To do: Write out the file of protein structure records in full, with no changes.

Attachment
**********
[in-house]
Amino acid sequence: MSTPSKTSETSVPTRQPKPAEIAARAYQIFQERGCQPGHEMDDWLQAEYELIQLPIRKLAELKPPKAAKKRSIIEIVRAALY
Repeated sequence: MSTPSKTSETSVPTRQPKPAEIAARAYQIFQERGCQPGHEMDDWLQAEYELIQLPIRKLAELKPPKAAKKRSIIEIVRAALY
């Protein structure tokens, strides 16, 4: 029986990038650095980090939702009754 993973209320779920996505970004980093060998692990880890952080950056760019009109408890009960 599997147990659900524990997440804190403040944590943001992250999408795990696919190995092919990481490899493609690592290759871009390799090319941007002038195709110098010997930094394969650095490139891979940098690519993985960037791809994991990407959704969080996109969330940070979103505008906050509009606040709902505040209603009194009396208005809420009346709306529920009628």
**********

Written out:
[in-house]
Amino acid sequence: MSTPSKTSETSVPTRQPKPAEIAARAYQIFQERGCQPGHEMDDWLQAEYELIQLPIRKLAELKPPKAAKKRSIIEIVRAALY
Repeated sequence: MSTPSKTSETSVPTRQPKPAEIAARAYQIFQERGCQPGHEMDDWLQAEYELIQLPIRKLAELKPPKAAKKRSIIEIVRAALY
């Protein structure tokens, strides 16, 4: 029986990038650095980090939702009754 993973209320779920996505970004980093060998692990880890952080950056760019009109408890009960 599997147990659900524990997440804190403040944590943001992250999408795990696919190995092919990481490899493609690592290759871009390799090319941007002038195709110098010997930094394969650095490139891979940098690519993985960037791809994991990407959704969080996109969330940070979103505008906050509009606040709902505040209603009194009396208005809420009346709306529920009628």